iPhone 3G or iPad 2? That's the question that's been rolling around in my mind since about a second after Apple announced the original Watch. Would the next generation hardware add missing features, like iPhone, or redefine the feature, like iPad?
I loved the original Watch, just like I loved the original iPhone and iPad, but Apple never nails a product the first time out. No matter what they think a product is, it's not until millions of customers get their hands on it and start using it that what the product really is is revealed.
With iPhone and iPad, Apple had the benefit of ten, arguably terrible, years of other smartphones and tablets to learn from, and it still took them a year to get to 3G and GPS, and to thinner, faster, and lighter. There were only a couple of years of smartwatches before Apple Watch, though, so instead of learning from the early adopters, Apple was part of them. And that… made things complicated.
Eighteen months later, how much has Apple learned about the Watch, and how much about it as a product has really been revealed?
Note: Apple announced the Watch Series 2 a month ago and I've spent all of the last three weeks with the 42 mm stainless steel version strapped to my wrist. My colleague, Serenity Caldwell, has already written our full watchOS 3 review and Apple Watch Series 2 review, so here I'm going to follow up with my personal experience and with performance specific to the 42 mm model.
The popular narrative is that watchOS 3 is what the original hardware should have shipped with. It's fair, far as it goes, but getting from there to here is always a journey. Apple could have waited a few more years before launching the Watch, or they could have done exactly what they did — break with their typical model and experiment with a new product out in the open.
So, instead of Apple's usual, minimal delightful product, we got notifications and fitness tracking, mobile payments and remote control, time keeping and a new form of communications — surfaced in watch faces and banners, glances and apps. It let people find the functionality that was most useful to them, but ultimately didn't help them find it. Also, it was stone slow.
watchOS 3 fixes almost all of that. It's simpler, more coherent, and faster. Much faster. Even on the original Watch, Apple is spending some of its surplus power and memory budget to keep processes live and, in some cases, instantly responsive.
Much of the newfound responsiveness is surfaced in a new Dock. It replaces glances with live views of recent and favorite apps. Press the side button, tap an app card, and it launches immediately. I use it for things like Authy, so I can pop up two-factor authentication whenever I need to enter it on my iPhone, iPad, or Mac, or Just Press Record so I can take quick audio notes. As performance solutions go, it's as brutish as it is brilliant. But it works.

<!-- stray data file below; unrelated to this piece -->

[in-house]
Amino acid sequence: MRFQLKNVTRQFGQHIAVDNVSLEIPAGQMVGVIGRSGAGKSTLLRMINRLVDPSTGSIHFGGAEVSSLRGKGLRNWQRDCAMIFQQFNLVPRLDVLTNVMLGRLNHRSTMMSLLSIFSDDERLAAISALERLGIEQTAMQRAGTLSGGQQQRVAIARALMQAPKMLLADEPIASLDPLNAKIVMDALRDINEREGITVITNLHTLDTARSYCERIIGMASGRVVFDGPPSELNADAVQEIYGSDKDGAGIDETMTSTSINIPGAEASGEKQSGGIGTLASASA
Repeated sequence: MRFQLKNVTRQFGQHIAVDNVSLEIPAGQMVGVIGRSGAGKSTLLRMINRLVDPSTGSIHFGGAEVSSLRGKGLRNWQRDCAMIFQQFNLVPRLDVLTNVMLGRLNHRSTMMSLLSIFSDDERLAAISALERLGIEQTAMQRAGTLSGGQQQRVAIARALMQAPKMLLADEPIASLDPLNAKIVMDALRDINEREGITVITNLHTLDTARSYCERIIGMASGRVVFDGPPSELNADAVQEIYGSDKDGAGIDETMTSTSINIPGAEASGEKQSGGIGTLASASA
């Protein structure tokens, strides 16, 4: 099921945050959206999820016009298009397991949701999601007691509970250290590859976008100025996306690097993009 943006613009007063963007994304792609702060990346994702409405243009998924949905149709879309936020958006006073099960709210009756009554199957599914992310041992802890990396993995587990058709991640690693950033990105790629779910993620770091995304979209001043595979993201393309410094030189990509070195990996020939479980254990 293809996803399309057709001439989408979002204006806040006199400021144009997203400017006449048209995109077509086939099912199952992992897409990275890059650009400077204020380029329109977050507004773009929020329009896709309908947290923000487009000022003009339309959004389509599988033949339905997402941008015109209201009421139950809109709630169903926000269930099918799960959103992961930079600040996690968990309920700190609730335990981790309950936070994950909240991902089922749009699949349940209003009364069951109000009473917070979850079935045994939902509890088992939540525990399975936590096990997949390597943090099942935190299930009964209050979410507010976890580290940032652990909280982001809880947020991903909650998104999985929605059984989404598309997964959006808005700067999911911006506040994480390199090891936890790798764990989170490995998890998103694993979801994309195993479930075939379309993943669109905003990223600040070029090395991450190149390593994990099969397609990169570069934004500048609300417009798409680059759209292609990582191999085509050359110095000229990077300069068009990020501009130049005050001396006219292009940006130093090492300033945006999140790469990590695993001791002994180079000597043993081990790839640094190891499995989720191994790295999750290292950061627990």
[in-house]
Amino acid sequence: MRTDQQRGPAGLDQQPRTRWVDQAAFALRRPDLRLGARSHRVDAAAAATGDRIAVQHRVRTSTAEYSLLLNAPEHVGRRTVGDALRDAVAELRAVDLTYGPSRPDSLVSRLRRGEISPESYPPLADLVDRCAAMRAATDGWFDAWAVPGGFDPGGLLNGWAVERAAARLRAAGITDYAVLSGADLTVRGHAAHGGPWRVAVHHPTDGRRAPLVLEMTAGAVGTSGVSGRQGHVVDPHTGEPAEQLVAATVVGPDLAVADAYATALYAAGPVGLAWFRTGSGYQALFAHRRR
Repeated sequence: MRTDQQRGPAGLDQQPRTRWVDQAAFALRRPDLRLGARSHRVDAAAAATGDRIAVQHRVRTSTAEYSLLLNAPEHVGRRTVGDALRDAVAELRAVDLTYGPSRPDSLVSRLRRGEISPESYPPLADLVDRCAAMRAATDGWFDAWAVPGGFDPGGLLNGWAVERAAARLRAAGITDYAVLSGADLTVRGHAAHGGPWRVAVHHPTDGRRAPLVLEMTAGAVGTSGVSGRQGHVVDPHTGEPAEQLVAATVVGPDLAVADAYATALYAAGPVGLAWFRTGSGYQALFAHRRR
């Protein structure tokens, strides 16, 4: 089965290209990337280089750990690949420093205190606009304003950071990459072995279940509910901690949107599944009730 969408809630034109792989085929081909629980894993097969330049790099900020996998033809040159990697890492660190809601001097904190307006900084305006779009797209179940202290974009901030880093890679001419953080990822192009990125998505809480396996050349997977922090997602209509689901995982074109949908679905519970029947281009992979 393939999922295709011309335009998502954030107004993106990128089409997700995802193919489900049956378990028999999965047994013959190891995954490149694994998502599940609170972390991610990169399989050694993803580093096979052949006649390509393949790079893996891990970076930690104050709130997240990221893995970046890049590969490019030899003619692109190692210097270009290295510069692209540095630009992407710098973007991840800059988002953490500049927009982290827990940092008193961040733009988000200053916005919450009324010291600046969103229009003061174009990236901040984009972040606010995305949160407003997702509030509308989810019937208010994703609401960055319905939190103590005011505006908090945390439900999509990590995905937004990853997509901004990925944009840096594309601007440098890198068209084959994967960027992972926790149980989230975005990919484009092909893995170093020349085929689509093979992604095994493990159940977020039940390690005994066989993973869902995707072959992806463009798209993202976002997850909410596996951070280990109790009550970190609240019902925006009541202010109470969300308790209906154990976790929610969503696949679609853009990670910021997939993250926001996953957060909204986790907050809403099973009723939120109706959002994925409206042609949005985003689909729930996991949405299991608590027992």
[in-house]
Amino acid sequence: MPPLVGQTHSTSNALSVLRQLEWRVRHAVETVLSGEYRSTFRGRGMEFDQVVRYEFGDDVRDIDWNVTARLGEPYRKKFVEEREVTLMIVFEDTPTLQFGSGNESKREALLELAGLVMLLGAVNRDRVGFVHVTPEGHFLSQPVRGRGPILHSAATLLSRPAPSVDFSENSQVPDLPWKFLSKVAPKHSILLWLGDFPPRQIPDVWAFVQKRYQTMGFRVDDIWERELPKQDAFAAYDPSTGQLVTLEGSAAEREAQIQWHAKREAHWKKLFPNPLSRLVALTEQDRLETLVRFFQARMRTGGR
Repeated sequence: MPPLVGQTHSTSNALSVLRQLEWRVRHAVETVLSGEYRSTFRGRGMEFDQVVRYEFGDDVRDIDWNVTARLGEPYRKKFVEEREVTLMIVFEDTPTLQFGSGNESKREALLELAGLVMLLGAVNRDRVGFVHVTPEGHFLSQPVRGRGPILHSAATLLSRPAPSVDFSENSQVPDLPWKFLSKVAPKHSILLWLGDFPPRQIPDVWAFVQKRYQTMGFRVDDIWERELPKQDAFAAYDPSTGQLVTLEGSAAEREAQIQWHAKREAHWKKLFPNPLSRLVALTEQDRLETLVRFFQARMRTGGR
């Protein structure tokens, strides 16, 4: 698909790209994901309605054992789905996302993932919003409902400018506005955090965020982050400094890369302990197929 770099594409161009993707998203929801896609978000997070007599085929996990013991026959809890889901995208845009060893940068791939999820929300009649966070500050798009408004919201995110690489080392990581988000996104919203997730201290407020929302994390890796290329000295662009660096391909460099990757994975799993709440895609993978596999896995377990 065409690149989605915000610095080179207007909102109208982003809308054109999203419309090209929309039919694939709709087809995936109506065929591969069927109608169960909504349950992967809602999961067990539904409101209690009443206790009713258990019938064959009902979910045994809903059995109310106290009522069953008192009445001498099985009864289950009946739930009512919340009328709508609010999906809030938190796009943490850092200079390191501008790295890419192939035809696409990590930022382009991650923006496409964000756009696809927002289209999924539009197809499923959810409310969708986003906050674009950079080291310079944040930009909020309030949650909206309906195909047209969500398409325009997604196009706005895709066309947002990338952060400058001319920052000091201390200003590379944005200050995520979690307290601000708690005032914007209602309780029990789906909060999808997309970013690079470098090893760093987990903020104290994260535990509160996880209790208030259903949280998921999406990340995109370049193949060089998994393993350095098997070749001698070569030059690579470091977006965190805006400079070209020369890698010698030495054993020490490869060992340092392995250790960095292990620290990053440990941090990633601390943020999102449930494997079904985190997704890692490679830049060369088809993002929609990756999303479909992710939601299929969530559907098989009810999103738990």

One glance did survive the purge: Control Center. It's not a glance so much anymore as an iOS-style panel. Swipe up from the watch face and it's there, newly expanded with battery percentage and water ejection. (More on those later.) It's a big improvement.
Since a single press of the side button now calls up the dock, what happened to Digital Touch? That new form of communications that enjoyed such a high profile at launch it previously owned the single side button, has been evicted. It now resides in the more contextually-appropriate Messages apps.
Yes, even as Apple was bringing it to iPhone and iPad with iOS 10, they were burying it on the Watch. Timing is hard.
Activity and Workout
Based on how Apple presented watchOS 3, the focus this year was firmly on fitness. It takes several forms, though. Time to roll, for example, can replace time to stand, for those in wheelchairs. There are also new Activity watch faces and new swimming workouts to go along with the new hardware's swim-proofing. More on both below.
Workouts now shows distance, pace, active calories, heart rate, and elapsed time, all at a glance. And you can customize it and even label it, depending on what's most important to you. Surprising no one, I like it on default.
You can also pause and restart workouts now by pressing the digital crown and side button at the same time. It's much better than trying to do it on-screen, especially when you're moving fast — and sweating fast. It's also the same key combo used for screenshots. So, Apple disables that on update and you have to go back into settings in the Watch app to re-enable it. And yeah, that just means you'll screenshot every workout you pause and restart. Limited control options, when overloaded, lead to collisions, after all. (Apple Watch can automatically pause workouts when it detects you stopping, like at a traffic light, if you prefer.)
My favorite new fitness feature, though, is activity sharing. The first version of Apple Watch was great at encouraging you to meet your goals, but you had to be intrinsically motivated to make it work. When you share activity, though, you add extrinsic motivation. Now, it's not just about filling my rings, but seeing Serenity, Lory, Mikah, and my family and friends fill theirs as well.
Since it's integrated with Messages, we can even congratulate each other on achieving our goals. Or, more importantly, trash talk each other. Yes, the quick board predictive responses have been pre-populated with both positive and negative reinforcements.
If the alerts get to be annoying, you can mute them, but I like them. "Shazam!" is my favorite positive. I typically write my own negatives.
With watchOS 3 once again come new watch faces, including Activity ring faces that I adore. There's also a new, elegant Numerals face, and a new Minnie Mouse face to match the existing Mickey. Both now have sound effects if you tap them. Delightful.